El Paso’s humanitarian organizations need help as they aid migrants who are passing through El Paso, and with border crossings expected to rise when public health policy Title 42 lifts, community leaders are predicting a situation that will require all hands on deck.
One of the biggest unauthorized border crossings in El Paso history occurred earlier this December when thousands of migrants waded across the Rio Grande from Ciudad Juárez. For most migrants – who hail mainly from Nicaragua, Cuba, Ecuador and Dominican Republic – El Paso is a temporary stay until they can depart for their intended destination. By presenting themselves to immigration officials, they have the legal right to request asylum. People continued to cross the border throughout the week, but since shelters are at capacity, federal agents are releasing migrants into the streets, according to a city dashboard.
Temperatures are expected to drop below freezing. An encampment has formed outside the Greyhound bus station, where individuals are bringing water, food, blankets and other supplies, including a mattress. After reports of limited access to public restrooms, the city set up several portable toilets in a nearby parking lot.
On Dec. 14, Texas Gov. Greg Abbott asked the state’s attorney general to investigate nongovernmental organizations which he claims are helping migrants illegally cross the border near El Paso. In his letter, Abbott did not provide any evidence supporting his allegations and local nonprofits accused the governor of trying to criminalize groups for providing humanitarian aid to migrants.
Despite the governor’s language, NGOs in El Paso are calling on people to support their work. Here are ways you can help:
This volunteer-led organization provides shelter and support to migrants and refugees. The organization takes monetary donations and is in need of volunteers in particular. Short-term volunteers from outside of town must commit to a minimum of two weeks of service. Local volunteers do not have a minimum time commitment.
Border Network for Human Rights
This nonprofit, founded in 1998 to support immigration reform, is asking for jackets in good condition. You can drop jackets off at the organization’s office from 9 a.m. at 2115 N. Piedras St. People can also make a monetary donation via GoFundMe, which will be used to purchase jackets, socks and items to keep migrants warm, according to the organization’s website.
Border Refugee Assistance Fund
The Catholic Diocese of El Paso and the Hope Border Institute, a faith-based organization, started aGoFundMe to raise money for migrant shelters. The Diocese runs five migrant shelters which are in need of volunteers.
El Pasoans Fighting Hunger Food Bank
El Paso’s food bank needs volunteers to help assemble meals for migrants. The nonprofit is putting together breakfast bags, sandwiches and other food to distribute in Downtown El Paso and other locations. Volunteers will also be assembling kits with items such as baby wipes, diapers and formula.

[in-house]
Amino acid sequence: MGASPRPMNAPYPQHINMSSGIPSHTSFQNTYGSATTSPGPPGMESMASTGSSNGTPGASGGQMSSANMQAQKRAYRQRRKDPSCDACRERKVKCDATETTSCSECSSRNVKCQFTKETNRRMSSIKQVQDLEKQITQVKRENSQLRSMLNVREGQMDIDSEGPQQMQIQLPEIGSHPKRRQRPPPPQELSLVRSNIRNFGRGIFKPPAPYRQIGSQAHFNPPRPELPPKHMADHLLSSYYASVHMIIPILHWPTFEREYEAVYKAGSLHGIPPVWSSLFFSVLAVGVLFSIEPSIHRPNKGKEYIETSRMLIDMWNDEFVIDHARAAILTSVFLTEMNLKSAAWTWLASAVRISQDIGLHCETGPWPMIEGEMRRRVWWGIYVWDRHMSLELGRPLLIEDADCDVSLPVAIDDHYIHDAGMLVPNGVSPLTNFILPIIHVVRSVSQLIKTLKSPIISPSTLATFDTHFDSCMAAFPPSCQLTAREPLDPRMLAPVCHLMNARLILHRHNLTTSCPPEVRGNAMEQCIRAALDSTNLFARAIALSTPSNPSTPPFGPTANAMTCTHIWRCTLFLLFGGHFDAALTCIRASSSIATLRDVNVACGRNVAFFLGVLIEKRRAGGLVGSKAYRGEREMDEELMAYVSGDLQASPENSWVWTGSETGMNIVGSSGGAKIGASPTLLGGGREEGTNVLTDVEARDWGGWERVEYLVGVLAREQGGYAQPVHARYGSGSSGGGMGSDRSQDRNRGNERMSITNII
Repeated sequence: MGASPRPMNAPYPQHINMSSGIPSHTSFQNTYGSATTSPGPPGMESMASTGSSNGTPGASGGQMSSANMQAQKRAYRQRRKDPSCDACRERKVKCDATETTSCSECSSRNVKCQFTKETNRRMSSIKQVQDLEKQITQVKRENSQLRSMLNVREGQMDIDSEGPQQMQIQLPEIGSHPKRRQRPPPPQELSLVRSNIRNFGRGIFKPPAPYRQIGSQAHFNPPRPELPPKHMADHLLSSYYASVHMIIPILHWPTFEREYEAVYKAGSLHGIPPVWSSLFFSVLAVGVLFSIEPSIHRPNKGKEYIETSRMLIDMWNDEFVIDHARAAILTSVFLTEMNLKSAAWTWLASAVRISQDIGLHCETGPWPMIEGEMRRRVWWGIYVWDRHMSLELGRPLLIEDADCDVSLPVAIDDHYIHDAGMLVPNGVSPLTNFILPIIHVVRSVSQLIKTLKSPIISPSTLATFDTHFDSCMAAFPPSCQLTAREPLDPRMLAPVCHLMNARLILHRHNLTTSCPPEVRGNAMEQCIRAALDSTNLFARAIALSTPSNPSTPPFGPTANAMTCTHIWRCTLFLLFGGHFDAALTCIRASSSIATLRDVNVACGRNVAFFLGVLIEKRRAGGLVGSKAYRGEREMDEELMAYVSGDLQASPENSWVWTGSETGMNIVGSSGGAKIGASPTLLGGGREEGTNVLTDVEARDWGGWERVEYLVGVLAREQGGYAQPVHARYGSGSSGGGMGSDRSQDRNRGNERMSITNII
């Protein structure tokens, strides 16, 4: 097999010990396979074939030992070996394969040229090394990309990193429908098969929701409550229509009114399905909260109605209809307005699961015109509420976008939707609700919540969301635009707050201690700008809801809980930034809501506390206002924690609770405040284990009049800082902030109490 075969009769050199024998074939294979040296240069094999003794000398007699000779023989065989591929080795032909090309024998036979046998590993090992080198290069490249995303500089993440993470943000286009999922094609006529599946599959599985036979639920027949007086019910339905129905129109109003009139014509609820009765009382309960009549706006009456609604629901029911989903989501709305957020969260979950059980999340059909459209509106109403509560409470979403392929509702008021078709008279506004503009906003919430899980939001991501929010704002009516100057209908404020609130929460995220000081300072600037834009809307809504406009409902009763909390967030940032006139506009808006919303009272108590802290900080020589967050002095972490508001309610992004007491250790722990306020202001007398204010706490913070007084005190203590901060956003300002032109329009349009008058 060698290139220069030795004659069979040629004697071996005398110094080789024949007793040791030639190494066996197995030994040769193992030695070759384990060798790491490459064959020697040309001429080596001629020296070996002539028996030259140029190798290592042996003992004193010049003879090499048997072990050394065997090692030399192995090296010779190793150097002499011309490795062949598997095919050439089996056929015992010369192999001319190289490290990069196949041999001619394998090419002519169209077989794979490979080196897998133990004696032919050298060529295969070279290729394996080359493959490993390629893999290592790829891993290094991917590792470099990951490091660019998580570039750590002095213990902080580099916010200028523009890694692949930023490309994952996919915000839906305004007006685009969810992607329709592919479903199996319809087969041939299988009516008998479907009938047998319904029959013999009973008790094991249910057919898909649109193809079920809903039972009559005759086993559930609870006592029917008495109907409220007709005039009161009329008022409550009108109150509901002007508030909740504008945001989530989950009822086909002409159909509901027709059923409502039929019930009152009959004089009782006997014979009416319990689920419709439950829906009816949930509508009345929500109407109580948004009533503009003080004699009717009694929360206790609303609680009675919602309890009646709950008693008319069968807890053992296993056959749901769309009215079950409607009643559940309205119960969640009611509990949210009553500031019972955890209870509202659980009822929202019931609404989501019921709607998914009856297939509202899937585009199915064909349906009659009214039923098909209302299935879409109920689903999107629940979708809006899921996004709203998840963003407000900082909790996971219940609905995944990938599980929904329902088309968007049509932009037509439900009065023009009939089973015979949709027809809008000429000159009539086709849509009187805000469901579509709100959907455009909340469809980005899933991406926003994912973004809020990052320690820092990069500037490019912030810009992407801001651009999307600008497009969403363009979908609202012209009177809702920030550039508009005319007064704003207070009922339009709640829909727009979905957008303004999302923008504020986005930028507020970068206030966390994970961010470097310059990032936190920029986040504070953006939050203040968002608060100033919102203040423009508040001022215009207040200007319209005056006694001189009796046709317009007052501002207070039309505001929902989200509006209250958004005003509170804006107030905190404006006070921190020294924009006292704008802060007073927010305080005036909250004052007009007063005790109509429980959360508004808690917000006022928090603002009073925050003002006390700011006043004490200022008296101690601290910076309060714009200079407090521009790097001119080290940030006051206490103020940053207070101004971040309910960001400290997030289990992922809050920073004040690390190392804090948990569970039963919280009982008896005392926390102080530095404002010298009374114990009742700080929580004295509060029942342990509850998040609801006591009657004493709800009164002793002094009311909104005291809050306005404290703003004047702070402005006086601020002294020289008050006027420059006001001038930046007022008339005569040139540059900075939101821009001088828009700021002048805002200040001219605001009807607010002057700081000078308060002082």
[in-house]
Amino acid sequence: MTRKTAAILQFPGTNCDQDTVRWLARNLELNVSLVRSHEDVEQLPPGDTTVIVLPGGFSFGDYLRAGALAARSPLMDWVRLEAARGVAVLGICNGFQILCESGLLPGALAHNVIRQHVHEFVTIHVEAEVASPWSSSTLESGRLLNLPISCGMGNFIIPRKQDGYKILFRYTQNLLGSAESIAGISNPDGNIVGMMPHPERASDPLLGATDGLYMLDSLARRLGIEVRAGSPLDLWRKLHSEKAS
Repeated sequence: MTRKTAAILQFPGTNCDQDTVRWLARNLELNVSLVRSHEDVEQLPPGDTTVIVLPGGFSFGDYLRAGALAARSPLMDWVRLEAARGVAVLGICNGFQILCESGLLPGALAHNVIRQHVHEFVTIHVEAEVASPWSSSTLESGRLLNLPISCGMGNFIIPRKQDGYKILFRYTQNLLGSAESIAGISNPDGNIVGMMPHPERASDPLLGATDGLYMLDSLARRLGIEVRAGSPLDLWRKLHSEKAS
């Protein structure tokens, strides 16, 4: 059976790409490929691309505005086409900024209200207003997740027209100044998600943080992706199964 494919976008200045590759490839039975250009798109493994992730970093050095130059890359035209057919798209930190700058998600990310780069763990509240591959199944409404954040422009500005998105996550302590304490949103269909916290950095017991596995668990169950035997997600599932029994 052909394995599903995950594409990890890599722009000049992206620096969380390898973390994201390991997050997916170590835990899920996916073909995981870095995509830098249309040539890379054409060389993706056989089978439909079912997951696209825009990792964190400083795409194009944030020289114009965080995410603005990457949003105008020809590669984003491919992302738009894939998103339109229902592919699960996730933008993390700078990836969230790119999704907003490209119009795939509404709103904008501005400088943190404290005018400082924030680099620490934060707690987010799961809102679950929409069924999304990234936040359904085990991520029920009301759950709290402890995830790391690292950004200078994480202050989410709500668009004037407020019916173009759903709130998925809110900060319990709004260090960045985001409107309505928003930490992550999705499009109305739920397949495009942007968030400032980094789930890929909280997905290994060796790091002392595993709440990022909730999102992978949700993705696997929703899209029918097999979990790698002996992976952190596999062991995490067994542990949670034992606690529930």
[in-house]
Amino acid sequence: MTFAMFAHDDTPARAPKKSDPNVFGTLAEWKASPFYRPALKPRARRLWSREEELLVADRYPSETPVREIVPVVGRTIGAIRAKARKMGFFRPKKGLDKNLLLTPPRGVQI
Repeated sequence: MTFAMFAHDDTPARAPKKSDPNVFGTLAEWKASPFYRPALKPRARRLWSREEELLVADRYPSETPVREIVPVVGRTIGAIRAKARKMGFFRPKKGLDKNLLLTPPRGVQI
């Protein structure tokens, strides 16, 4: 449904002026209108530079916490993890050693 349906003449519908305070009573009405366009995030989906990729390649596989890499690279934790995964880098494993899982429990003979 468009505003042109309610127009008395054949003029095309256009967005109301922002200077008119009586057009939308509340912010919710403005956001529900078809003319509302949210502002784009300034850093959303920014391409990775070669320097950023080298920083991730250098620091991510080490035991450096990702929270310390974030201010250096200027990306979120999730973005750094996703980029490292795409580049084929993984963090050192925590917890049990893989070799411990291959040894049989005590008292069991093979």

Most volunteer work will take place at the El Pasoans Fighting Hunger warehouse in the Lower Valley at 9541 Plaza Circle. Other volunteer work will take place in the streets to distribute necessities. The American Red Cross is working with the food bank to supply cots, blankets and hygiene products.
Opportunity Center for the Homeless
This nonprofit organization serves people who are experiencing homelessness in El Paso, including migrants. The organization set up an Amazon Wish List of most needed items. People can also drop off toiletries, gently used clothes and food at 1208 Myrtle Ave. Unused shoes of all sizes, colors, and for any gender are in high demand.
Learn more online about what to donate.
Rescue Mission of El Paso
This faith-based charity and homeless shelter has an average of 200 visitors a day and 185 residents, according to its website. Donations needed most for residents at 221 North Lee St. include bath towels, laundry detergent, twin sheets, blankets, deodorant and Tylenol or ibuprofen for adults and children. Donations needed most for visitors at 130 N. Cotton St. include bar soap, body lotion, blankets, backpacks and towels.
For questions about donating clothes, unused toiletries and food, visit the Rescue Mission’s website.
Sacred Heart Church
The oldest parish in El Paso is providing dinner and letting people spend the night in its shelter, located south of the Greyhound bus station in Chihuahuita neighborhood. The church is seeking volunteers every day during the following times:
- 5 p.m. to 9 p.m. – welcome guests and show them to their sleeping areas; serve dinner; clean; coordinate showers; hand out toiletries, clothing and medicine
- 8 p.m. to 9 a.m. – ensure men are separate from single women and children; work with night coordinator to address guests’ medical, travel and other needs
- 4:30 a.m. to 10 a.m. – make coffee; set up serving station; cook and serve breakfast; clean and prepare to-go meals
Starting in January, the shelter will begin offering lunch. Those interested can contact the parish office during the day at 915-532-5447 to leave their information.
People can donate items such as coffee, powder coffee creamer, sugar packets for coffee, 8-oz cups, disposable plates/spoons/forks and napkins. Drop donations off at the parish office from 9 a.m. to 5 p.m. at 602 S. Oregon St. or Casa del Sagrado Corazón from 6 p.m. to 9 p.m. at 231 E. Father Rahm Ave.
You can also make a monetary donation via PayPal.
Disclosure: El Paso Matters CEO Robert Moore is a board member for El Pasoans Fighting Hunger Food Bank. Moore was not involved in the reporting or editing of this story.
Update 10 a.m., Dec. 19: This story was updated with the volunteer requirements at the Annunciation House.